We earn substantially all of our revenues by providing advisory services on mergers and acquisitions, recapitalizations and restructurings, capital markets transactions, private fund raisings and secondary transactions, and other corporate finance matters. The Company also acts as an underwriter of certain securities offerings. We provide our advisory services on an ongoing basis which, for example, may include evaluating and selecting one of multiple strategies. In many cases, we are not paid until the completion of an underlying transaction.

The Company recognizes the vast majority of its advisory services revenue over time, including reimbursements for certain out-of-pocket expenses, when or as our performance obligations are fulfilled and collection is reasonably assured. The determination of whether revenues are recognized over time or at a point in time depends upon the type of service being provided and the related performance obligations. We identify the performance obligations in our engagement letters and determine which services are distinct (i.e. separately identifiable and the client could benefit from such service on its own). We allocate the transaction price to the respective performance obligations by estimating the amount of consideration we expect in exchange for providing each service. Both the identification of performance obligations and the allocation of transaction price to the respective performance obligations requires significant judgment.

During such advisory engagements, our clients are continuously benefitting from our advice and the over time recognition matches the transfer of such benefits. However, the recognition of transaction fees, which are variable in nature, is constrained until substantially all services have been provided, specified conditions have been met (e.g. transaction closing) and it is probable that a significant reversal of

32

revenue will not occur in a future period. Upfront fees and retainers specified in our engagement letters that meet the over time criteria will be recognized on a systematic basis over the estimated period where the related services are performed.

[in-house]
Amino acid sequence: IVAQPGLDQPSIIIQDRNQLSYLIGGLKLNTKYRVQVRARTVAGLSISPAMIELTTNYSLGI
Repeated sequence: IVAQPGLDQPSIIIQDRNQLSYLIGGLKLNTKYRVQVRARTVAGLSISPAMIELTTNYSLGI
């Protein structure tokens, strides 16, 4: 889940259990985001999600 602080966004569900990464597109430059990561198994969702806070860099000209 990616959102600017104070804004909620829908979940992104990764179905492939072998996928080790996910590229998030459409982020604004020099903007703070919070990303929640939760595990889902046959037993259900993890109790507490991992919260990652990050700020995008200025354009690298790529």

With respect to fairness opinions, fees are fixed and delivering the opinion is a separate performance obligation from other advisory services that may be promised under the same engagement letter; as such these revenues are recognized at a point in time when the engagement is formally completed and the client can obtain substantially all of the benefits from the service. Similarly, underwriting engagements are typically a single performance obligation and fees are generally recognized as revenue when the offering has been deemed to be completed by the lead manager of the underwriting group. In these instances, point in time recognition appropriately matches the transfer and consumption of our services.

Incremental costs of obtaining a contract are expensed as incurred since such costs are generally not recoverable and the typical duration of our advisory contracts is less than one year. Costs to fulfill contracts consist of out-of-pocket expenses that are part of performing our advisory services and are typically expensed as incurred, except where the transfer and consumption of our services occurs at a point in time. For engagements recognized at a point in time, out-of-pocket expenses are capitalized and subsequently expensed in the condensed consolidated statement of operations upon completion of the engagement. The Company records deferred revenues when it receives fees from clients that have not yet been earned (e.g. an upfront fee) or when the Company has an unconditional right to consideration before all performance obligations are complete (e.g. upon satisfying conditions to earn an announcement fee, but before the transaction is consummated).

Accounts Receivable and Allowance for Credit Losses

The accompanying condensed consolidated statements of financial condition present accounts receivable balances net of allowance for credit losses based on the Company's assessment of the collectability of customer accounts.

The Company maintains an allowance for credit losses that, in management's opinion, provides for an adequate reserve to cover losses that may be incurred. For purposes of determining appropriate allowances, the Company stratifies its population of accounts receivable into two categories, one for short-term receivables and a second for private funds advisory receivables. Each population is separately evaluated using an aging method that results in a percentage reserve based on the age of the receivable, in addition to considerations of historical charge-offs and current economic conditions.

After concluding that a reserved accounts receivable is no longer collectible, the Company will charge-off the receivable. This has the effect of reducing both the gross receivable and the allowance for credit losses. If a reserved accounts receivable is subsequently collected, such recoveries reduce the gross receivable and the allowance for credit losses and is a reduction of bad debt expense, which is recorded within other expenses on the condensed consolidated statement of operations. The combination of recoveries and the provision for credit losses of a reported period comprise the Company's bad debt expense.